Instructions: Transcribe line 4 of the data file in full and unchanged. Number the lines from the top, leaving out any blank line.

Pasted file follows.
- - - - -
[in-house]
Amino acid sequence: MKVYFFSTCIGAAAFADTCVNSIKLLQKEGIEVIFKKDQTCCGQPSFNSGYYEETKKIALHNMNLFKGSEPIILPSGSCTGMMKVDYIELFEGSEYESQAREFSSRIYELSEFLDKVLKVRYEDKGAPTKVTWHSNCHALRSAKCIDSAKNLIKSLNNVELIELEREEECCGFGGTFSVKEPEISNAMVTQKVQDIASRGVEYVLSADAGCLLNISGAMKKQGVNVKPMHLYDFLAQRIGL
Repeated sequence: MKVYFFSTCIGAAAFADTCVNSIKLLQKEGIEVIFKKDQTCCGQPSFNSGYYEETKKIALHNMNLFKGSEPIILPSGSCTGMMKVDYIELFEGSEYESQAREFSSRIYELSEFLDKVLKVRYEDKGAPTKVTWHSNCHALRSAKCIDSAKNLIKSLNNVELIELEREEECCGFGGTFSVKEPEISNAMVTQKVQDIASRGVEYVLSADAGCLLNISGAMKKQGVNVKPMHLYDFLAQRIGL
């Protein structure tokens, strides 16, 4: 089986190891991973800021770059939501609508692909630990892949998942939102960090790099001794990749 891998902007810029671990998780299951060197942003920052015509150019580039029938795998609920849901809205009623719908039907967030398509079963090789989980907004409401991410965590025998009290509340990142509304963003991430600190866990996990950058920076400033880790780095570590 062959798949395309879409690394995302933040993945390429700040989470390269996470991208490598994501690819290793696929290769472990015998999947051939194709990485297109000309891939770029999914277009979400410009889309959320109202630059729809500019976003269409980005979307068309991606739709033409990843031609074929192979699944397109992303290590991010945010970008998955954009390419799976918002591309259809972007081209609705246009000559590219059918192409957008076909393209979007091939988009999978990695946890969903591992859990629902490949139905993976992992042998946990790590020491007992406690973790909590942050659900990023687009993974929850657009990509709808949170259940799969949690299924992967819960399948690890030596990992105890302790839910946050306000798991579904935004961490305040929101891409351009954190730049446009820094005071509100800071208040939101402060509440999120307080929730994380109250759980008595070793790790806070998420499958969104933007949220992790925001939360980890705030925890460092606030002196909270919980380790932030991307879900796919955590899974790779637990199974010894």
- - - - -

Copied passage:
């Protein structure tokens, strides 16, 4: 089986190891991973800021770059939501609508692909630990892949998942939102960090790099001794990749 891998902007810029671990998780299951060197942003920052015509150019580039029938795998609920849901809205009623719908039907967030398509079963090789989980907004409401991410965590025998009290509340990142509304963003991430600190866990996990950058920076400033880790780095570590 062959798949395309879409690394995302933040993945390429700040989470390269996470991208490598994501690819290793696929290769472990015998999947051939194709990485297109000309891939770029999914277009979400410009889309959320109202630059729809500019976003269409980005979307068309991606739709033409990843031609074929192979699944397109992303290590991010945010970008998955954009390419799976918002591309259809972007081209609705246009000559590219059918192409957008076909393209979007091939988009999978990695946890969903591992859990629902490949139905993976992992042998946990790590020491007992406690973790909590942050659900990023687009993974929850657009990509709808949170259940799969949690299924992967819960399948690890030596990992105890302790839910946050306000798991579904935004961490305040929101891409351009954190730049446009820094005071509100800071208040939101402060509440999120307080929730994380109250759980008595070793790790806070998420499958969104933007949220992790925001939360980890705030925890460092606030002196909270919980380790932030991307879900796919955590899974790779637990199974010894």